Skip to comments.Plans to haul big oil refinery loads spark battle
Posted on 09/27/2010 9:24:36 PM PDT by Tolerance Sucks Rocks
KAMIAH, Idaho - Two of America's largest oil companies want to drive mammoth truckloads of refinery equipment along a narrow ribbon of spectacular mountain road that borders national forests, wild and scenic rivers, historic sites and campgrounds.
Local residents are not pleased.
"This is something that weighs 600,000 pounds (272,150 kilograms), is two-thirds the length of a football field and 30 feet (9 meters) high," said Linwood Laughy, who has sued the Idaho Department of Transportation to stop the mega-loads. "I don't think it belongs on the highway."
(Excerpt) Read more at cnbc.com ...
This sounds like a job for...
well, linwood laughy, whoever the hell that is, doesn’t “think” this belongs on the highway. what in the name of sam hill is wrong with it? why is ol’ linwood sueing? piss on linwood.
The Ice Road Trucker gang?
I don't think anyone is going to leave it there.
Perhaps he is right. Mount that sucker on self-propelled tracked mega movers and go cross-country with it, then.
They say they’re afraid the tall loads will fall into the neighboring river. Do the truckers of this proposed monster rig consider it to be suicide duty?
This has nothing to do with safety, the environment or integrity of the road. This is about the fact that the refinery in Billings, Montana plans to refine Canadian shale oil and the Indians are going nuts about it.
The fact is that the tribes have no authority to stop traffic across state thorough fares.
The whiners need to shut up and let the over-taxed entities pay the excessive fees to move their equipment on our highway system that our parents paid so much for so that the whiners can have gas for their trips to get lattes.
When the idiots complaining give up their cars and start walking.. I’ll start listing to them.
It’s not their road. It’s not staying in front of their homes.
The Canadians will have a lock on lumber and fuels if these bozos keep it up. What stinks is being in the middle of the Bakken play and still paying $2.80/gallon for 87 octane. I’d just as soon see the refinery here.
Whoever does the driving will want to cash that paycheck. It isn't worth anything if you don't.
Having moved back to Alberta after living in the States for a number of years, in the area mentioned, this is absurd. This kind of equipment moves around Alberta, safely and not infrequently on a regular basis (including mountain passes).
The issue has to do with energy, which everyone needs, particularly people who live in the mountains and in rural areas. You cannot efficiently ride a bike, use a bus, electric batteries do not go far enough, etc. Evidently we are to return to the era of horses, mules and dog sleds for basic transportation if these people have their way.
Be thankful Canada has not yet messed up its environmental regulations, the way they are messed up in the USA, or you would have less oil, natural gas, and electricity.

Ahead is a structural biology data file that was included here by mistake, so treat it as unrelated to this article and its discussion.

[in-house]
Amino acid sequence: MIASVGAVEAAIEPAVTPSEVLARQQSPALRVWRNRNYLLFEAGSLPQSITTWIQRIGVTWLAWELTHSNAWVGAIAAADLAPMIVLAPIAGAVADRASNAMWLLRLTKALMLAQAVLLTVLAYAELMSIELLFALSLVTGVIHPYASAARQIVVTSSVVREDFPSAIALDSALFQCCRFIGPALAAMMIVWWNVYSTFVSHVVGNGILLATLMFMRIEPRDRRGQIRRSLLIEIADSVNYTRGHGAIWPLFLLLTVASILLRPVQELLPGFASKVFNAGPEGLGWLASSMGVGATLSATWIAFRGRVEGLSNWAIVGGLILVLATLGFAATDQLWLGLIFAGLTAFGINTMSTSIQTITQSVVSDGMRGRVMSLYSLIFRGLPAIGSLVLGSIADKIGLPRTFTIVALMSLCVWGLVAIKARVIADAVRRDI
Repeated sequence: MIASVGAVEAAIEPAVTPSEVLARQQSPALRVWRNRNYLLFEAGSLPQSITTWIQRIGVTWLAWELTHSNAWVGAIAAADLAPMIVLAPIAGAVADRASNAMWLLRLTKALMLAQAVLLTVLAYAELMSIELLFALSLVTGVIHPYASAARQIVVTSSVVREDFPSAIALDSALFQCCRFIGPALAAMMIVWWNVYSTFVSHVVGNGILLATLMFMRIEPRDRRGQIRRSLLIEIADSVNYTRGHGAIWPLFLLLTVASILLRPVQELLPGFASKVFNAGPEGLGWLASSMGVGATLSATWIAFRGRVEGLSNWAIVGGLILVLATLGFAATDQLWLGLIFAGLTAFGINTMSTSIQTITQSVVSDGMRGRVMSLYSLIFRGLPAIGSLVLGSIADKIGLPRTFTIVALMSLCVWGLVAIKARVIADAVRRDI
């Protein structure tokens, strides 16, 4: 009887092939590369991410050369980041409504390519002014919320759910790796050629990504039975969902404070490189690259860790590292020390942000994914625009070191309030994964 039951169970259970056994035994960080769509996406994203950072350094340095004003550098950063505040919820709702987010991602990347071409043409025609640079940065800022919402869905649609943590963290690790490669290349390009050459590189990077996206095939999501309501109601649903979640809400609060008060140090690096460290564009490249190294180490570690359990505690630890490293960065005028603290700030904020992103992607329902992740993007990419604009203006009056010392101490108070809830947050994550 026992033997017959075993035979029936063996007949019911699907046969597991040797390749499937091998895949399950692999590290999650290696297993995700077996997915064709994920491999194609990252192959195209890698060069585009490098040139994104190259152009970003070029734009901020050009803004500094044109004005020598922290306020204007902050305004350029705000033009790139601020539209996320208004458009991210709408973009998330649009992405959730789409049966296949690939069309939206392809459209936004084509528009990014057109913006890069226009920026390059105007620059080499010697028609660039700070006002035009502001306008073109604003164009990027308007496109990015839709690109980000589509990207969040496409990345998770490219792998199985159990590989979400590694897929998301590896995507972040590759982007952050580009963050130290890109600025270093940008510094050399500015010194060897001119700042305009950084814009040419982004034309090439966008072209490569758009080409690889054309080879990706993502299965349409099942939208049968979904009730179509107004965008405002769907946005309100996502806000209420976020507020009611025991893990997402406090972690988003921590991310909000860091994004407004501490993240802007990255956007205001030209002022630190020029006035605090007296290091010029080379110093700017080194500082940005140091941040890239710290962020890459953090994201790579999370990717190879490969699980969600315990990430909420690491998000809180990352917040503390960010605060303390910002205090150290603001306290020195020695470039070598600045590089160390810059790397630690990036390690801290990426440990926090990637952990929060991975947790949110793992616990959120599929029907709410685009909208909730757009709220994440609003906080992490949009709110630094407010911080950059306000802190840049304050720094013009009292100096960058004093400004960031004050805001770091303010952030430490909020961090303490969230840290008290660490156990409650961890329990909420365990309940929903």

It has plenty to do with the integrity of the road.
And it has plenty to do with inconvenience to locals.
Most people who like to spout off on this subject have never seen a truly wide load like this moved on a road which they must use, to which there is no alternative.
I have, and it is a huge pain in the ass.
In Nevada, they move huge mining equipment (eg, Cat 797’s) along state and US secondary routes during the summer, and much as Washington states for US 12, the load needs two flag cars in front, one in back, plus two highway patrol officers.
When I’d encounter these processions coming across US-50 or NV-278, the lead highway patrol car would range out in front of the load by five to 10 miles and push everyone off the road into a wide spot and tell you to cool your heels for at least a half hour.
Then the first pilot car would show up, followed in five minutes by the second, followed directly by the load (creeping along at 20 to 30 MPH on a road where everyone else was doing 70 to 75MPH), followed directly by the trailing flag car, then the trailing highway patrol. Then there’d be a huge slug of traffic behind the procession, filled with everything from ranchers to RV’s and OTR trucks, creeping along at however fast the load was moving. Somehow, I always got lucky and was in the opposing lane, where I’d have to wait 30+ minutes, then be on my way. The poor SOB’s stuck behind the load might be doing 25 MPH for 90+ miles.
Now, my inconvenience of seeing a haul-pak moved in three or four loads over two days was a minor piffle compared to this:
“But locals are much more worried about efforts by Exxon Mobil Canada and some subsidiaries to get permission to ship 207 mega-loads of refinery equipment through the two states to the controversial Kearl Oil Sands in Alberta, Canada. Those loads will take a year and force temporary closures of U.S. 12 five nights a week.”
Closures five nights a week.... for a year. If that were proposed for the major road through where I lived, I’d be in court with lawyers too. And that’s based on only the issue of restricting my travel with their road closures. Never mind the future inconvenience when they have to rebuild the road due to the roadbed being crushed by these loads, especially if they try to move them during freeze-up or thaws.
I’d say that if the loads are destined for a site in Canada, then they should be moved on Canadian roads. The Canadian taxpayers can suffer the inconvenience, economic losses and increased road repair costs.
Better yet, they should have not outsourced the construction of something so huge offshore. That’s the single most stupid thing I’ve seen. What, we don’t have the heavy manufacturing capability in the US or Canada any more to build this stuff on-site?
Nothing but a bunch of WACK JOBS.
I don’t know. Let’s say that there’s no danger whatsoever to the driver(s) of the load. Let’s just talk about the consequences of load disruption.
The proposal says that if a load upset occurs, they will need a 500 ton crane to pull the load back up onto a transporter.